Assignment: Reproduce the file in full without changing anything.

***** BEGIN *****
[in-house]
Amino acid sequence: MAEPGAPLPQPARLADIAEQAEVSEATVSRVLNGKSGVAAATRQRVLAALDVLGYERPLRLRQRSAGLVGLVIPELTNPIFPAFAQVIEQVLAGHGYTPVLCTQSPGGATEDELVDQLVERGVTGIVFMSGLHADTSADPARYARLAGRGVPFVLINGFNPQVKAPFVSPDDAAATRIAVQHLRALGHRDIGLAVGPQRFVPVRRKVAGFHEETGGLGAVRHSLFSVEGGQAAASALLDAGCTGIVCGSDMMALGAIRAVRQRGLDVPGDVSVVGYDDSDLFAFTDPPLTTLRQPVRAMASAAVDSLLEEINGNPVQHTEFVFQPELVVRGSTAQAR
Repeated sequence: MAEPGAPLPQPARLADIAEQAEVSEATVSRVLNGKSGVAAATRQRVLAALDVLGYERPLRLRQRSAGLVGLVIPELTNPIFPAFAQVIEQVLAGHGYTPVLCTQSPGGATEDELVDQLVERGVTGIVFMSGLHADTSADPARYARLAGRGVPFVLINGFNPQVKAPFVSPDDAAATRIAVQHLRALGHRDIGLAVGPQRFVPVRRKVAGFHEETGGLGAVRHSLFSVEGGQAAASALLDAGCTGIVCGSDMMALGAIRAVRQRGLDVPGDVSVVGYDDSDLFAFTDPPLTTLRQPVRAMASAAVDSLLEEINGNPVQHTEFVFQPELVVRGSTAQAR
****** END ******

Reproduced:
[in-house]
Amino acid sequence: MAEPGAPLPQPARLADIAEQAEVSEATVSRVLNGKSGVAAATRQRVLAALDVLGYERPLRLRQRSAGLVGLVIPELTNPIFPAFAQVIEQVLAGHGYTPVLCTQSPGGATEDELVDQLVERGVTGIVFMSGLHADTSADPARYARLAGRGVPFVLINGFNPQVKAPFVSPDDAAATRIAVQHLRALGHRDIGLAVGPQRFVPVRRKVAGFHEETGGLGAVRHSLFSVEGGQAAASALLDAGCTGIVCGSDMMALGAIRAVRQRGLDVPGDVSVVGYDDSDLFAFTDPPLTTLRQPVRAMASAAVDSLLEEINGNPVQHTEFVFQPELVVRGSTAQAR
Repeated sequence: MAEPGAPLPQPARLADIAEQAEVSEATVSRVLNGKSGVAAATRQRVLAALDVLGYERPLRLRQRSAGLVGLVIPELTNPIFPAFAQVIEQVLAGHGYTPVLCTQSPGGATEDELVDQLVERGVTGIVFMSGLHADTSADPARYARLAGRGVPFVLINGFNPQVKAPFVSPDDAAATRIAVQHLRALGHRDIGLAVGPQRFVPVRRKVAGFHEETGGLGAVRHSLFSVEGGQAAASALLDAGCTGIVCGSDMMALGAIRAVRQRGLDVPGDVSVVGYDDSDLFAFTDPPLTTLRQPVRAMASAAVDSLLEEINGNPVQHTEFVFQPELVVRGSTAQAR